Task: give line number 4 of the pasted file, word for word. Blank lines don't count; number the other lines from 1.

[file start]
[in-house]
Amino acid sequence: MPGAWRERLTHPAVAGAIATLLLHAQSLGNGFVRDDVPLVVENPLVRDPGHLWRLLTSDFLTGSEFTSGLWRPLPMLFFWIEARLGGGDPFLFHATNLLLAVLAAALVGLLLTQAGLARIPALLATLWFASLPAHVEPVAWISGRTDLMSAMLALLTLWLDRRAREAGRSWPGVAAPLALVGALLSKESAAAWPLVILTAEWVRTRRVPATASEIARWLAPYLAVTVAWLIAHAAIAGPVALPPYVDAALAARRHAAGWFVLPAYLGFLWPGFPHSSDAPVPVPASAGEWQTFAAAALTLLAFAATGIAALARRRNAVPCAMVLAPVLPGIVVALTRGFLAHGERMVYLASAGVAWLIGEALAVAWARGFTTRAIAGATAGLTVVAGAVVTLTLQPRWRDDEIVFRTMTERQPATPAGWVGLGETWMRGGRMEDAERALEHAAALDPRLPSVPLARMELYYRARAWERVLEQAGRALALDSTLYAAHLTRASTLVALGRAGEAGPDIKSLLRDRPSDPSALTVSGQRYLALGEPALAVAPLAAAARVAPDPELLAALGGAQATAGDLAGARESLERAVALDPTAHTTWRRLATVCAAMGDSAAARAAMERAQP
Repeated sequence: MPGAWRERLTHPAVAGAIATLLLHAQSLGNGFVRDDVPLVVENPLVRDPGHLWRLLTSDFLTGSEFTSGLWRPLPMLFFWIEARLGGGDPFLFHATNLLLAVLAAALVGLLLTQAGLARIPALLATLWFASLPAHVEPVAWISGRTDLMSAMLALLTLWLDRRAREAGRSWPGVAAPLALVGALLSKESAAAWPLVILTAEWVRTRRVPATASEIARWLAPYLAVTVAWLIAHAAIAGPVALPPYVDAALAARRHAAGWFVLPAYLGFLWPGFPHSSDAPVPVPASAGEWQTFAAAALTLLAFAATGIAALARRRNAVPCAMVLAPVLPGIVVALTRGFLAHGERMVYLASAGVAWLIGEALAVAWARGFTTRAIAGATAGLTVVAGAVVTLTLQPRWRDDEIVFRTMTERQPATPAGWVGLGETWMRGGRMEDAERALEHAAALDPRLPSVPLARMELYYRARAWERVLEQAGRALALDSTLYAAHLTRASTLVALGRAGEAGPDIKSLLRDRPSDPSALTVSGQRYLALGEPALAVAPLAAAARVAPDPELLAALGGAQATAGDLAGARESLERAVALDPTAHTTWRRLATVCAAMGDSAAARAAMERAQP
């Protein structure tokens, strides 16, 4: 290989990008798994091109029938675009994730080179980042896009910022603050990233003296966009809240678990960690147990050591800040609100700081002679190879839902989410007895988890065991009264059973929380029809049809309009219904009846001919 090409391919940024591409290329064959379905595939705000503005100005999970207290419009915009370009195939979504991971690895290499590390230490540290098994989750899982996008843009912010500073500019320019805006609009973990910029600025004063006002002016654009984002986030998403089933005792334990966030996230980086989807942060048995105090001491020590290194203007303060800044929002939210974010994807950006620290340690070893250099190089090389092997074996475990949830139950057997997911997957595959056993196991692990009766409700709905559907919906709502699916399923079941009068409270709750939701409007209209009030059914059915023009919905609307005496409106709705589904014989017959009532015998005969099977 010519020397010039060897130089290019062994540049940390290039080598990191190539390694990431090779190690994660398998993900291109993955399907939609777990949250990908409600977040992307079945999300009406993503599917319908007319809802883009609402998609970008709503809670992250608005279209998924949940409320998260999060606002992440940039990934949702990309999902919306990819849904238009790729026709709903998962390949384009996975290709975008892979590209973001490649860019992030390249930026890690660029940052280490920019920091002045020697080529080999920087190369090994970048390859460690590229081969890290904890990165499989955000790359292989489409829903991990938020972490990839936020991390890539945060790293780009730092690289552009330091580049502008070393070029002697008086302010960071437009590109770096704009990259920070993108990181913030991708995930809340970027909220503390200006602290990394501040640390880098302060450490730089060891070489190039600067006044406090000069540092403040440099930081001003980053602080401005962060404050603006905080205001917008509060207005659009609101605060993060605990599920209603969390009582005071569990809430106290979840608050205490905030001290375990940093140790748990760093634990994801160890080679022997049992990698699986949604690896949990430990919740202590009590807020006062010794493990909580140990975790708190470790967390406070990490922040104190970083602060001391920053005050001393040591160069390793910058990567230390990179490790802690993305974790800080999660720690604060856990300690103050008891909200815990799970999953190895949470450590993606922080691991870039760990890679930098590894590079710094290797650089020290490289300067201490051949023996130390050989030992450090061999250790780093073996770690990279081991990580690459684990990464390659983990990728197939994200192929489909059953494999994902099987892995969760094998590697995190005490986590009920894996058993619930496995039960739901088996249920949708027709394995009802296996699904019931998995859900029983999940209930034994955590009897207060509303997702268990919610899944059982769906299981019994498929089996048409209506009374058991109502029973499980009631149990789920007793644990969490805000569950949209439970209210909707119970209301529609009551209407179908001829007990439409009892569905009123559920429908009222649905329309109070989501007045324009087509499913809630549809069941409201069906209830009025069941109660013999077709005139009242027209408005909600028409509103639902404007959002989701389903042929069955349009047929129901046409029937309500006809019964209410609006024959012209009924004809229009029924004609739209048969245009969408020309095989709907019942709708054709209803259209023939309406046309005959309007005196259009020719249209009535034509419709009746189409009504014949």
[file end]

């Protein structure tokens, strides 16, 4: 290989990008798994091109029938675009994730080179980042896009910022603050990233003296966009809240678990960690147990050591800040609100700081002679190879839902989410007895988890065991009264059973929380029809049809309009219904009846001919 090409391919940024591409290329064959379905595939705000503005100005999970207290419009915009370009195939979504991971690895290499590390230490540290098994989750899982996008843009912010500073500019320019805006609009973990910029600025004063006002002016654009984002986030998403089933005792334990966030996230980086989807942060048995105090001491020590290194203007303060800044929002939210974010994807950006620290340690070893250099190089090389092997074996475990949830139950057997997911997957595959056993196991692990009766409700709905559907919906709502699916399923079941009068409270709750939701409007209209009030059914059915023009919905609307005496409106709705589904014989017959009532015998005969099977 010519020397010039060897130089290019062994540049940390290039080598990191190539390694990431090779190690994660398998993900291109993955399907939609777990949250990908409600977040992307079945999300009406993503599917319908007319809802883009609402998609970008709503809670992250608005279209998924949940409320998260999060606002992440940039990934949702990309999902919306990819849904238009790729026709709903998962390949384009996975290709975008892979590209973001490649860019992030390249930026890690660029940052280490920019920091002045020697080529080999920087190369090994970048390859460690590229081969890290904890990165499989955000790359292989489409829903991990938020972490990839936020991390890539945060790293780009730092690289552009330091580049502008070393070029002697008086302010960071437009590109770096704009990259920070993108990181913030991708995930809340970027909220503390200006602290990394501040640390880098302060450490730089060891070489190039600067006044406090000069540092403040440099930081001003980053602080401005962060404050603006905080205001917008509060207005659009609101605060993060605990599920209603969390009582005071569990809430106290979840608050205490905030001290375990940093140790748990760093634990994801160890080679022997049992990698699986949604690896949990430990919740202590009590807020006062010794493990909580140990975790708190470790967390406070990490922040104190970083602060001391920053005050001393040591160069390793910058990567230390990179490790802690993305974790800080999660720690604060856990300690103050008891909200815990799970999953190895949470450590993606922080691991870039760990890679930098590894590079710094290797650089020290490289300067201490051949023996130390050989030992450090061999250790780093073996770690990279081991990580690459684990990464390659983990990728197939994200192929489909059953494999994902099987892995969760094998590697995190005490986590009920894996058993619930496995039960739901088996249920949708027709394995009802296996699904019931998995859900029983999940209930034994955590009897207060509303997702268990919610899944059982769906299981019994498929089996048409209506009374058991109502029973499980009631149990789920007793644990969490805000569950949209439970209210909707119970209301529609009551209407179908001829007990439409009892569905009123559920429908009222649905329309109070989501007045324009087509499913809630549809069941409201069906209830009025069941109660013999077709005139009242027209408005909600028409509103639902404007959002989701389903042929069955349009047929129901046409029937309500006809019964209410609006024959012209009924004809229009029924004609739209048969245009969408020309095989709907019942709708054709209803259209023939309406046309005959309007005196259009020719249209009535034509419709009746189409009504014949």